The University of Texas’s Avi Spiegel focused exactly on those grassroots supporters with his study of the political attitudes of youth in Rabat, Casablanca, and the belt along the train tracks between them. In addition to the PJD, he looked at the JSO, or Justice and Spirituality Organization, an illegal rival of the PJD, as a means of conceptualizing not the relationship of an Islamist movement to the state, but the relationship of Islamist movements with each other. In this case, the two organizations acted as rivals competing for supporters and therefore resources. Spiegel portrayed a fluid world, but argued for a broader trend in which, instead of disillusioned youth pushing seasoned movement leaders to take more radical stances, movements’ desire to broaden their base among youth led to an increasing moderation of an initially highly conservative religious message. I forget if this was addressed by Speigel, Layachi, or both, but in entering parliament, the PJD has added to its traditional focus on public morals and family law one on political reform which it uses to compete for public support.
Similar ideas came up later in the day in a panel on political change in Iran and Kuwait in a paper by the University of Oslo’s Bjorn Olav Utvik called “Electoral Religion: Salafis and Muslim Brothers Competing for Votes in Kuwait.” One of his points was that due to Kuwait’s somewhat open political system, one gains relevance in that country through election to parliament, and therefore in order to compete with the Muslim Brotherhood in the country, the Salafis had to enter the political fray. Since doing so, however, the Salafis have drifted well away from the common image of Salafism: The slogan of the most prominent hadhar Salafi MP is “Shari’a, stability, development,” and all have taken on broader social and economic causes. In response to a question, Utvik, who was also at the morning session on North Africa, thought the idea of parties moderating to successfully compete for influence among the broader public made sense.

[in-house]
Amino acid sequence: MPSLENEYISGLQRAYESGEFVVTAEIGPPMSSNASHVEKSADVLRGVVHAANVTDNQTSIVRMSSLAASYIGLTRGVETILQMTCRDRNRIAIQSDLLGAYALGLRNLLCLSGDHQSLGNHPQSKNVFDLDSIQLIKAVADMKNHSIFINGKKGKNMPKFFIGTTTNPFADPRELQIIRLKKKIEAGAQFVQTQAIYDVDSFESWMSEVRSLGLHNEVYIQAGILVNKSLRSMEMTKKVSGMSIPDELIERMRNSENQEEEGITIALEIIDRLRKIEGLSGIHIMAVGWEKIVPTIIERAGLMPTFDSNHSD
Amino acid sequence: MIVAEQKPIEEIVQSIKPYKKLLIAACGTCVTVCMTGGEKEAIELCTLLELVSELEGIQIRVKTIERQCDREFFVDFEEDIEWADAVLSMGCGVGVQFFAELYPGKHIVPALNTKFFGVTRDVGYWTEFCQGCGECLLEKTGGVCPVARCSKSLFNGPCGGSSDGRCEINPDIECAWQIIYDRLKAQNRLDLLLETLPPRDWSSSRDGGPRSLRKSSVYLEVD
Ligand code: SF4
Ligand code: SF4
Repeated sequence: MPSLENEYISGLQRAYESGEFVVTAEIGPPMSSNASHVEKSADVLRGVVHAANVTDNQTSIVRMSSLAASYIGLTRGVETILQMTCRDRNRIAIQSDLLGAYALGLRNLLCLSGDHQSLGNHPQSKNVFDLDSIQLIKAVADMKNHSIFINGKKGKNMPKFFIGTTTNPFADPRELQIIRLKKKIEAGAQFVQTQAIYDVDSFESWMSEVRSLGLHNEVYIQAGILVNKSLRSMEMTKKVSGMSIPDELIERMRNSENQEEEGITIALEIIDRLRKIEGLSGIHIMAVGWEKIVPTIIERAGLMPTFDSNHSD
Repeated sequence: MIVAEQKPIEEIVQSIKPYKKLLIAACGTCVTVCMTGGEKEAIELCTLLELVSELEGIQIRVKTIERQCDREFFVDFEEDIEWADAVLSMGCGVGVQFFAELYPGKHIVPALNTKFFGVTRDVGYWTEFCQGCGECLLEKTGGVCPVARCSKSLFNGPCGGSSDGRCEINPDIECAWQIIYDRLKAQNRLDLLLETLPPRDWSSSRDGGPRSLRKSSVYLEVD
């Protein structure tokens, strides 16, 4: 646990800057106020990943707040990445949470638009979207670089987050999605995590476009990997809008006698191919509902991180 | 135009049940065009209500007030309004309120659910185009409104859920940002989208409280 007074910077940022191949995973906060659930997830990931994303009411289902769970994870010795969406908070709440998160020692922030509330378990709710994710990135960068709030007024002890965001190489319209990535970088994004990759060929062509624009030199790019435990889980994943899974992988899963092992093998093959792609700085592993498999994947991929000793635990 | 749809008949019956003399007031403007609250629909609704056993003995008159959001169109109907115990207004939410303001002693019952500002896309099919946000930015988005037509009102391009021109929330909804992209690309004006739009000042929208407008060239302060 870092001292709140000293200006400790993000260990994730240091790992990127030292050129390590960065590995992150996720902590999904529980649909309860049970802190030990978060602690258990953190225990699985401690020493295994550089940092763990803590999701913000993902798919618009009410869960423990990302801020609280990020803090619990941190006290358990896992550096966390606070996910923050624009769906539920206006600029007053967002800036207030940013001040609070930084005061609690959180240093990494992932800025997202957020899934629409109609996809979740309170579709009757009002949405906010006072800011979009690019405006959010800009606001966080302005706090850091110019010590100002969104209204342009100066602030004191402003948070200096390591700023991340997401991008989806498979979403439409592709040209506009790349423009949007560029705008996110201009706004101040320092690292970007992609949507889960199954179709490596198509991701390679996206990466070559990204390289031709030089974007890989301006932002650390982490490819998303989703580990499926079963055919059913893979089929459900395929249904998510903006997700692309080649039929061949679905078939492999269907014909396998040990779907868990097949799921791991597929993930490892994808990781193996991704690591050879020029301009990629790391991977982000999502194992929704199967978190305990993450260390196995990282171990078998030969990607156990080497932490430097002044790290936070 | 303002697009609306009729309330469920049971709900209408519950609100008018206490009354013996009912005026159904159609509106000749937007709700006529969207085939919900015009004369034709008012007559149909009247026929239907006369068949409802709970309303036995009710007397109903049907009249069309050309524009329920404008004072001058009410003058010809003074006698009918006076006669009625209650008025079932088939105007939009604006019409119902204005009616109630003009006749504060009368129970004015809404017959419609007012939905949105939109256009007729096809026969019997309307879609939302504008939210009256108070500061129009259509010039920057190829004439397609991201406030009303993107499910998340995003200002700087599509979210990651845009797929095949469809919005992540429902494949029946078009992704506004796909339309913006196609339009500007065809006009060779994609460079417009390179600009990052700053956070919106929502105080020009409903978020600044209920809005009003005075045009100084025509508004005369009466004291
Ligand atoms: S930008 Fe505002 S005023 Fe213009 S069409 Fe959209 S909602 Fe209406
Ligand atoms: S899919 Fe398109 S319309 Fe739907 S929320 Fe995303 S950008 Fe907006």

This has been a long post, so I won’t say much about my own thoughts stimulated by all this, but I did think of Hamas, which has entered politics but focused on aspects of government other than moral reform, even in Gaza which it now dominates. The group has thus in a sense “moderated,” but one side effect is that hardline elements then form their own groups, such as the al-Qaeda-like one from a few months ago. This, I think, represents a response both to Hamas’s moderation and its inability to achieve much through its chosen strategy. The base unit of politics is not the autonomous organization, but the individual, and when individuals are free to choose whether or not to join organizations, those organizations will permutate based on their view of the benefits of recruiting new members and the strategies they employ to do so.
(Crossposted to my blog)